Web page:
How do Dolphins Behave?

“Dolphins are often regarded as one of Earth’s most intelligent animals, though it is hard to say just how intelligent. Comparing species’ relative intelligence is complicated by differences in sensory apparatus, response modes, and nature of cognition. Furthermore, the difficulty and expense of experimental work with large aquatic animals has so far prevented some tests and limited sample size and rigor in others. Compared to many other species, however, dolphin behavior has been studied extensively, both in captivity and in the wild.

Dolphins surfing at Snapper Rocks, Queensland, Australia

Dolphins are highly social animals, often living in pods of up to a dozen individuals, though pod sizes and structures vary greatly between species and locations. In places with a high abundance of food, pods can merge temporarily, forming a superpod; such groupings may exceed 1,000 dolphins. Membership in pods is not rigid; interchange is common. Dolphins can, however, establish strong social bonds; they will stay with injured or ill individuals, even helping them to breathe by bringing them to the surface if needed. This altruism does not appear to be limited to their own species. The dolphin Moko in New Zealand has been observed guiding a female Pygmy Sperm Whaletogether with her calf out of shallow water where they had stranded several times. They have also been seen protecting swimmers from sharks by swimming circles around the swimmers or charging the sharks to make them go away.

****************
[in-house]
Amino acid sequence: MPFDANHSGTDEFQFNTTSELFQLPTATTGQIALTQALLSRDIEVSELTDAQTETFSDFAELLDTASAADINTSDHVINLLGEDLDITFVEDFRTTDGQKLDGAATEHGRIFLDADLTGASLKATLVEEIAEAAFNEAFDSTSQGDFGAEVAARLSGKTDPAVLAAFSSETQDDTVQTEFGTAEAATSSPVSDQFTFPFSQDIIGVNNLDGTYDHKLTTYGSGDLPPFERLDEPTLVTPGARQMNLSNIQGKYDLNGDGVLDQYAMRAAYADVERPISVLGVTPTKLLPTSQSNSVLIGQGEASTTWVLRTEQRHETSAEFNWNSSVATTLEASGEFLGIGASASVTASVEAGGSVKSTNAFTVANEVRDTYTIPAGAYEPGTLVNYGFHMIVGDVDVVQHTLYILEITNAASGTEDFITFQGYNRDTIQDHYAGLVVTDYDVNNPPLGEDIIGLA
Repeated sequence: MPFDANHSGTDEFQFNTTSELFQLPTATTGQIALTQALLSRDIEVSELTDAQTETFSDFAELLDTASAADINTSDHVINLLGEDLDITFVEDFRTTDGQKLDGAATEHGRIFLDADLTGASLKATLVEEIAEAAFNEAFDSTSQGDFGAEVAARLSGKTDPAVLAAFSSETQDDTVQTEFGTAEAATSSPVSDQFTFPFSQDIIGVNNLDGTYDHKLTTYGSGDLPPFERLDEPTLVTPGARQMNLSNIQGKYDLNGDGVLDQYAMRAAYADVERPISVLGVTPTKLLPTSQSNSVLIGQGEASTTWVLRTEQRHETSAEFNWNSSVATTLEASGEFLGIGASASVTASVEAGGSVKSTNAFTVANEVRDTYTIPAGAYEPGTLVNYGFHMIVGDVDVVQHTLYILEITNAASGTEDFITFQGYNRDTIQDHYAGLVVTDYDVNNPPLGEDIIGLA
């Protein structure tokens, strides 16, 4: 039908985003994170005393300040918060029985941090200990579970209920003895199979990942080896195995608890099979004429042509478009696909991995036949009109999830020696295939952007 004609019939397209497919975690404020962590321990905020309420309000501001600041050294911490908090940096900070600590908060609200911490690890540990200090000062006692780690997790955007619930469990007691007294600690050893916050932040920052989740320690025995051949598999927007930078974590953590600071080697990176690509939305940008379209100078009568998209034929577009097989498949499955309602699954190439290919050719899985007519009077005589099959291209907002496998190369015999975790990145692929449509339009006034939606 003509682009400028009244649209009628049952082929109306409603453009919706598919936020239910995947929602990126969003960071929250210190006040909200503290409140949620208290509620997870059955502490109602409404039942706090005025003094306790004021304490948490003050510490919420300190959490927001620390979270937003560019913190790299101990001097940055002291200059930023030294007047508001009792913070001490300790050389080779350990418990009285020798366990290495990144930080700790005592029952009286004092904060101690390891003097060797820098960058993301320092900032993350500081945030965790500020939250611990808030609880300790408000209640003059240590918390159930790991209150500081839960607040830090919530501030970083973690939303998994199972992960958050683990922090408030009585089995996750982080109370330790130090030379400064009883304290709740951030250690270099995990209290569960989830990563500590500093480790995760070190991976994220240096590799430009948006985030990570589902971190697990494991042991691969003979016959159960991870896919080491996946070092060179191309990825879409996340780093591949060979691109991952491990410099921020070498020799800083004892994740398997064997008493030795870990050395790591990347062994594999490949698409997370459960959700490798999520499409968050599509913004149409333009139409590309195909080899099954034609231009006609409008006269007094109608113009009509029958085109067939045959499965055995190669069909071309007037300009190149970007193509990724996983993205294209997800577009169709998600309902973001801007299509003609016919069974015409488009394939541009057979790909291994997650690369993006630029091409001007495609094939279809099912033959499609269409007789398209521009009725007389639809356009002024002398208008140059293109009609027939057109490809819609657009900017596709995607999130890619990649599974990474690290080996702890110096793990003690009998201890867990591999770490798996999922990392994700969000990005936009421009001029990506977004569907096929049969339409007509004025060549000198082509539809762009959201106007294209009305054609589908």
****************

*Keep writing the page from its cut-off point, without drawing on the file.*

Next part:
Dolphins communicate using a variety of clicks, whistle-like sounds and other vocalizations. Dolphins also use nonverbal communication by means of touch and posturing.

Dolphins also display culture, something long believed to be unique to humans (and possibly other primate species). In May 2005, a discovery in Australia found Indo-Pacific bottlenose dolphins (Tursiops aduncus) teaching their young to use tools. They cover their snoutswith sponges to protect them while foraging. This knowledge is mostly transferred by mothers to daughters, unlike simian primates, where knowledge is generally passed on to both sexes. Using sponges as mouth protection is a learned behavior. Another learned behavior was discovered among river dolphins in Brazil, where some male dolphins use weeds and sticks as part of a sexual display.

Forms of care-giving between fellows and even for members of different species (see Moko (dolphin)) are recorded in various species – such as trying to save weakened fellows or female pilot whales holding up dead calves for long periods.” https://en.wikipedia.org/wiki/Dolphin#Taxonomy_and_distribution

Leave a Reply